I explained that it is a by-product of being a total klutz. And that I have an extensive assortment of ingrown toenails, broken toes, blisters, and fractured/broken ankles and feet to prove it.

I also joked that I would have quite a time explaining it to the guys in the gym locker room. :c)

A moment later R marched over to my desk, plopped something into my backpack, then spun around and returned to her desk.

I dug it out, and this is what I found:


A moment later my phone buzzed. It was another text message from R.

"Painting your toenails isn't about what other people think. It's something feminine that you are doing for you and you alone. No one else needs to know about it. Trust me; it will make you feel really girly to know that your nails are painted. You have no idea."

Sound advice yet again.

S told me that R has a superior eye for fashion, and will prove to be an invaluable companion as I build my wardrobe. And sure enough, I began getting regular photos of outfits R wants me to consider.

"You're slender; you can wear pretty much anything you want. These are just some things I think would work for you."

I liked nearly everything she suggested. (Think sundresses. Lots of sundresses. And lots of cowboy boots. :c))

I was struck by how close they seemed to match what I seemed to gravitate towards on my own, and mentioned this to R, asking her what that meant.

"It means you have a pretty good idea of what should work for you."

I was surprised, as I told her I'd always sort of assumed I would gravitate to the "artsy chick" look.

I could hear her laughter from dozens of miles away as I read her reply.

"Hon, don't take this the wrong way... but you are a total girly-girl. In the best way, not like a cliche. It's the look you like, how you move, how you act... it's who you are.

"And all of that is a good thing. Because it means you're finally being yourself."

"And that's a really good thing."

Yes, I cried again.:c)

***

Believe me when I tell you I have just barely begun to scratch the surface of my adventures with R. :c) 

I told her I could see her becoming a regular in my blog posts, and she hoped people would like her.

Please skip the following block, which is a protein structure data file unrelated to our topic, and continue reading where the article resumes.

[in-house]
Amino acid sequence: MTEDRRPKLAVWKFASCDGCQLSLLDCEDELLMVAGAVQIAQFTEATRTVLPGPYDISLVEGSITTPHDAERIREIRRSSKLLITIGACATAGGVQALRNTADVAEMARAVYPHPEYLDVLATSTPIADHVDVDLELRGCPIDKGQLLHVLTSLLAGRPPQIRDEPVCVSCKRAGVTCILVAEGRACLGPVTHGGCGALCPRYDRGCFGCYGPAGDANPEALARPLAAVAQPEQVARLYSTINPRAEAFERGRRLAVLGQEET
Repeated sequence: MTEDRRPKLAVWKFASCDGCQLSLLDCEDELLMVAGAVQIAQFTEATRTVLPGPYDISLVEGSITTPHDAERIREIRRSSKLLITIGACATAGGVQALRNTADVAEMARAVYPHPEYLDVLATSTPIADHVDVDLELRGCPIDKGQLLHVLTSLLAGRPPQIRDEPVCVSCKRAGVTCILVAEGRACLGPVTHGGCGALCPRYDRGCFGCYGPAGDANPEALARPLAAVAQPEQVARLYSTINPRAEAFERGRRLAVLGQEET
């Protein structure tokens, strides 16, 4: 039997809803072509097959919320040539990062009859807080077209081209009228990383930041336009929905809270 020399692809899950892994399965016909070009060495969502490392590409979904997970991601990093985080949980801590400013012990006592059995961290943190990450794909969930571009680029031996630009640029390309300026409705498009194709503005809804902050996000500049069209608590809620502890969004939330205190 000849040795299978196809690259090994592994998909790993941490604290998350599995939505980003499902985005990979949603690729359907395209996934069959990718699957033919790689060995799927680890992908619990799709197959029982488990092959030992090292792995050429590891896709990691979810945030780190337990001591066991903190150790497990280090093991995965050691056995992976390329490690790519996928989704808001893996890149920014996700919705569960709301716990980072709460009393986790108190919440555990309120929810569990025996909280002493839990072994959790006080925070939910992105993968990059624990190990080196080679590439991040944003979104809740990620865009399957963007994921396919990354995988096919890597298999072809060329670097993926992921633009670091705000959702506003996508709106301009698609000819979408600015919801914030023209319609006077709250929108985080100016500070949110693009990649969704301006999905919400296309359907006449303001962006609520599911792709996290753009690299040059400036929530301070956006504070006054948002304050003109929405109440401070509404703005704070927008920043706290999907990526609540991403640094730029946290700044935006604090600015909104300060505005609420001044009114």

You have nothing to worry about, R, believe me.

*** 

I'll end by telling you the story behind the latest additions to my collection of cows.

They were given to me by R, as you have no doubt guessed by now.

R is from Texas, so she understands my bovine fascination.

My cow socks.

The stuffed cows in my bed top menagerie:


My cow bank:



My cow sugar bowl:


And of course my cow calendar (or cowlendar, to use the correct terminology):


R was nice enough to bring me back several adorable cow postcards after her visit to Texas for the holidays; they hang in my office at work.

And last week she presented me with the two little guys you see at the top of this post. They're salt and pepper shakers, although it's difficult to discern that from the angle.

They are adorable, no matter how you look at them.

And each time I look at them they make me think of the kindness R has shown me since I shared my news with her.

And that makes me happy.

Every single time. :c)

***

R shares similar musical tastes to mine, so I thought I would post a Texas artist for whom we both share a passion.

For this first post, a terrific singer-songwriter named Hayes Carll. 

Here's a very, very funny song from his own pen:


I defy you to listen to those lyrics and not laugh out loud. :c)

Like all great writers though, the funny songs make the quiet, melancholy ones hit that much harder:



He also has excellent taste when it comes to covering other artists. Here's his inspired take on one of my favorite Tom Waits tunes, "I Don't Wanna Grow Up":


Enjoy!!!

4 comments:

Stace on June 1, 2013 at 10:48 AM said...

:)

Just :)

Stace

Cassidy on June 2, 2013 at 6:17 PM said...

Exactly. :c)

Hugs,
Cass

April on June 2, 2013 at 11:23 PM said...

Cass, really the Ramones own I Don't Wanna Grow Up

Cassidy on June 3, 2013 at 12:16 AM said...

That's a cover of Mr. Waits as well (but I'm sure you already knew that). ;-p

And with all due "gabba gabba hey" to Mrs. Ramone's boys... no one does Tom better than Tom. ;c)

== Cass

P.S. The Ramones are still awesome!